This is kind of hilarious, because the “convention” of calling these school public was created entirely, and purposefully, by the charter industry and its supporters. They have insisted loudly and often that charter schools are absolutely public schools, and have engaged in uncountable arguments with anyone who dares to say otherwise. Of course, they have also frequently insisted that they are private businesses when it’s convenient for fending off state scrutiny or grabbing PPP pandemic relief money.

And despite Mitchell and Spencer’s apocalyptic warnings, you know who applauded the court’s ruling?

The National Alliance for Public Charter Schools. The importance of this case could not be overstated, as it was the first time a federal appellate court considered whether public charter school students deserve the same constitutional civil rights protections as district public school students. The en banc court clearly and unequivocally affirmed that charter schools are public schools and, accordingly, must be bound by the US Constitution. Moreover, public charter school students have the same constitutional and civil rights as their district public school peers.

Galen Sherwin, ACLU senior staff attorney, observed that the ruling was important because The court rightly recognizes that ruling otherwise would leave states free to establish parallel, privately operated public school systems in a constitution-free zone, free to implement race segregation, religious discrimination, etc.

So what are they really, really upset about?

The tell comes a little further down the piece.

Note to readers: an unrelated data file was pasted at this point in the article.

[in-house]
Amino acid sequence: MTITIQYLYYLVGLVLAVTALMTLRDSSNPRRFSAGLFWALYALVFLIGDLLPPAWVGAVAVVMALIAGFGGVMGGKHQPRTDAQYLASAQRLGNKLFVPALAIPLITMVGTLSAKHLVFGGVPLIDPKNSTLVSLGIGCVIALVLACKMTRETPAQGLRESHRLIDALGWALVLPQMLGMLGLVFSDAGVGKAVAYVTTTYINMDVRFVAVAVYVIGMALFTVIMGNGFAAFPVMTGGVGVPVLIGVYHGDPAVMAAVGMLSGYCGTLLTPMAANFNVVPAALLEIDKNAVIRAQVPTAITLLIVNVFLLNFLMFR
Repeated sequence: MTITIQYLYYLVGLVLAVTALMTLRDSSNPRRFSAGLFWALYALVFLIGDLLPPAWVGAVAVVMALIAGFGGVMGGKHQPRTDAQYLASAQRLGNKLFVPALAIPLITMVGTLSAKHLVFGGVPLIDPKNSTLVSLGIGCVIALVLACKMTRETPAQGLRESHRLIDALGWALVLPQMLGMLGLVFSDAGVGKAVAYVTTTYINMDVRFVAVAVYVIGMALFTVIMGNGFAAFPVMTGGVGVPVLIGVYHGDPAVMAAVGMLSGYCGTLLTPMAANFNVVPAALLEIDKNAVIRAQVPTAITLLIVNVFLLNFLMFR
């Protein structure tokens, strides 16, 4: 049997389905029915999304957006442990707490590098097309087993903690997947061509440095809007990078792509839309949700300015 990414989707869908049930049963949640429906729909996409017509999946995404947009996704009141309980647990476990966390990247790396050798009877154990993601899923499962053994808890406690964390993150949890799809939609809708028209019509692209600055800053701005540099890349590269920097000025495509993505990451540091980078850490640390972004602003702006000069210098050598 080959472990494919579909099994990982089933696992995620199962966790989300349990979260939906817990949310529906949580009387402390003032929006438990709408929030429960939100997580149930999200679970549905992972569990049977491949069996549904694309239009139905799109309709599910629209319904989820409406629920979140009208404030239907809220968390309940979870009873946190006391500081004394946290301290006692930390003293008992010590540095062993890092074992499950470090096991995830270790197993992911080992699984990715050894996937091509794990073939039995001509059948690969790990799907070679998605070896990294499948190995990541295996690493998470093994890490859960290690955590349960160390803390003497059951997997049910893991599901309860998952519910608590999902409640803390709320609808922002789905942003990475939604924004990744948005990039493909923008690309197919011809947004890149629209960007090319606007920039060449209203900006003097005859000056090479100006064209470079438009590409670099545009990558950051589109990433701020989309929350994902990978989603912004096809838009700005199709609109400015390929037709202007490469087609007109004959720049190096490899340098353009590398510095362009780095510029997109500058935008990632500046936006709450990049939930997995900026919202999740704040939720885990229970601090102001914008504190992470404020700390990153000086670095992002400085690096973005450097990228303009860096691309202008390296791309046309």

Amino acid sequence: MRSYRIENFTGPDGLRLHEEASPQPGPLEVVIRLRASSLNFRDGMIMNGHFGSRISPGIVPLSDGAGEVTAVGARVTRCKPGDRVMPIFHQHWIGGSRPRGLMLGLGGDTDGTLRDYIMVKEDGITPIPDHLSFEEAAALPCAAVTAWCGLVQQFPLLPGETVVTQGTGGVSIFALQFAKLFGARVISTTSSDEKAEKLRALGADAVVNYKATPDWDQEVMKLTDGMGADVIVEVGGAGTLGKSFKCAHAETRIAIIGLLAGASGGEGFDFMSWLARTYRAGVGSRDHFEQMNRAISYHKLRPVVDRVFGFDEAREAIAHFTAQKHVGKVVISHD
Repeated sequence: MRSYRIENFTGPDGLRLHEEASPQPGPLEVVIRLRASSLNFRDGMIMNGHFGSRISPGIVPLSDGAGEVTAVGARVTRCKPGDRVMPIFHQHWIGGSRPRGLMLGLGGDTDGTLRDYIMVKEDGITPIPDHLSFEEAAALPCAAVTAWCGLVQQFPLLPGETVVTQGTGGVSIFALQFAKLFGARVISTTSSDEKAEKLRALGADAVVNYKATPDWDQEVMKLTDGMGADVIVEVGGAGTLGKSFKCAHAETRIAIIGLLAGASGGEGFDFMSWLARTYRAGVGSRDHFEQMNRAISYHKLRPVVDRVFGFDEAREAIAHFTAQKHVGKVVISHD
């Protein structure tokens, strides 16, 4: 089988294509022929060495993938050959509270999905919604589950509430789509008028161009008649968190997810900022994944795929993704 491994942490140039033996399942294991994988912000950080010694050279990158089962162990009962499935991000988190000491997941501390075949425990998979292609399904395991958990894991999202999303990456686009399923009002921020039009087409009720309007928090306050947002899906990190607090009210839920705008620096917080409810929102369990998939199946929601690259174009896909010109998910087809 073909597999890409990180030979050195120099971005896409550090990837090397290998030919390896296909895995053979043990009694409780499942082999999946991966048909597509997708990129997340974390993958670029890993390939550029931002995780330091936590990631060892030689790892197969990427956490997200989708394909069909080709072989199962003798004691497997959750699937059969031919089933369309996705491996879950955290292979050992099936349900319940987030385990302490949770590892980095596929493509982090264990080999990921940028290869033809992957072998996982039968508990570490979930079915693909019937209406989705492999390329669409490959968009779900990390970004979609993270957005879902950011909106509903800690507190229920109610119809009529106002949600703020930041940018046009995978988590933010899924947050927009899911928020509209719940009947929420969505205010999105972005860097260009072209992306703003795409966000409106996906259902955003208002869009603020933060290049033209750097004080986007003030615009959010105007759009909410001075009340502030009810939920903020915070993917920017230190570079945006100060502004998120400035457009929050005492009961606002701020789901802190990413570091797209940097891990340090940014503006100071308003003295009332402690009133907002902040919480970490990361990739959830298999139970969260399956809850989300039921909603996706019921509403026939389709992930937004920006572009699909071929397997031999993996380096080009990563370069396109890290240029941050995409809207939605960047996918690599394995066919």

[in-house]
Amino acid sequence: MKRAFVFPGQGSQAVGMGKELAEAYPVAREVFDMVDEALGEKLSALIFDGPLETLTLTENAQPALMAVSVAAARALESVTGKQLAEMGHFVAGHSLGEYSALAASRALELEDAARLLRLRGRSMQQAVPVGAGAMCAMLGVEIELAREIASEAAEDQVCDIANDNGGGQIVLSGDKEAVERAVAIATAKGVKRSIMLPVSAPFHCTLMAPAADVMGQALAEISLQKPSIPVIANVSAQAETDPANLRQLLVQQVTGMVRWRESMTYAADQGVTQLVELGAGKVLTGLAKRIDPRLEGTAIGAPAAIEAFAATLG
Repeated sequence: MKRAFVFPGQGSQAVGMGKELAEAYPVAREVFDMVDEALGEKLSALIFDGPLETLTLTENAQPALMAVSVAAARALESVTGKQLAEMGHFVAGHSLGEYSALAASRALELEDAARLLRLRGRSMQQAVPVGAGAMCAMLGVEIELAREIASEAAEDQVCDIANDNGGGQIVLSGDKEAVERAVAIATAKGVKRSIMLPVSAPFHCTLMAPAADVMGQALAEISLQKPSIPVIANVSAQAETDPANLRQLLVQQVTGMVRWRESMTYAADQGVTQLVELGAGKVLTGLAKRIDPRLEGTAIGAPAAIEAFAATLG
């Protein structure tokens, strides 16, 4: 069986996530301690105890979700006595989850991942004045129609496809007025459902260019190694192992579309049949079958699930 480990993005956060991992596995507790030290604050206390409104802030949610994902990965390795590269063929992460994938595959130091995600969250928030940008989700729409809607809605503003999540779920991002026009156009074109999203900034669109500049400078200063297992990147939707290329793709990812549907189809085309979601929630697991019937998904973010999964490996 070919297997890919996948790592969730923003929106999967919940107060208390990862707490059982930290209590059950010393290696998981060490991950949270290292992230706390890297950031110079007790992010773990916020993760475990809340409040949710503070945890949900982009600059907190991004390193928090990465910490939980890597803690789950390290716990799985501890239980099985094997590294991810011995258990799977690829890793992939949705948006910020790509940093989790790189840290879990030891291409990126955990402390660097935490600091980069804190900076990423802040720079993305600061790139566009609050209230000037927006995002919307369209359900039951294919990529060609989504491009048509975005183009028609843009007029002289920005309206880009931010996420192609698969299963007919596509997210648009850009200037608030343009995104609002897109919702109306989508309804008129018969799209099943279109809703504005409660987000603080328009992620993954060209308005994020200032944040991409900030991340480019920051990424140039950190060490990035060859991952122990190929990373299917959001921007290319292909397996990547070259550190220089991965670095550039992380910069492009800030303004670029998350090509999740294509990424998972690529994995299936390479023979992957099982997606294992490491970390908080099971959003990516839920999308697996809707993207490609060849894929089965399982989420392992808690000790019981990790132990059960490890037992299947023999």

The ruling comes at a time when the charter-school movement is growing. Oklahoma’s attorney general recently issued a legal opinion stating that religious organizations must be allowed to operate charter schools in the Sooner State. A key aspect of the opinion was a finding that charter schools are not state actors and, therefore, the Constitution’s Establishment Clause doesn’t prohibit the inculcation of religious values, as it does in government-run schools.

If charter schools are state actors, then that might get in the way of expanding religious charters. And sure enough– we find amicus briefs filed by Catholic Charities of the Diocese of Arlington VA, Notre Dame Law School Religious Liberty Clinic, the Jewish Coalition for Religious Liberty, and the Religious Freedom Institute. “These experts,” say the writers, confusing advocacy and lobbying with expertise, say the Fourth Circuit’s ruling would undercut charter schools.

Well, no. They would undercut the extension of private religious organizations into a sweet, sweet chance to get their hands on public tax dollars while still enjoying unregulated freedom to indoctrinate some students into their religion while also discriminating against whatever students they choose to discriminate against in a taxpayer-funded Constitution-free zone.

Are we done yet?

Of course not. The school has petitioned the Supreme Court to hear their appeal. It invokes the 14th Amendment and features this kind of flag-waving:


North Carolina charter schools—like many throughout the Nation—build upon a critical insight: Empowering private entities to operate publicly funded schools with minimal government oversight supercharges educational innovation and expands parental choice. The decision below profoundly threatens this model.

“Supercharges innovation.” Sure. Making girls wear skirts is one hell of a supercharged innovation. My usual offer stands–name one educational innovation that has come out of the modern charter school sector.

Mitchell and Spencer want you to know that damn ACLU is behind this case, but they aren’t exactly being represented by a Mom and Pop firm. Aaron Streett is an attorney with Baker Botts, a multinational law firm (where both Amy Coney Barrett and Ted Cruz once worked), and that he’s the chair of their Supreme Court and Constitutional Law Group. Streett says that the majority opinion “contradicts Supreme Court precedent on state action…and limits the ability of parents to choose the best education for their children.”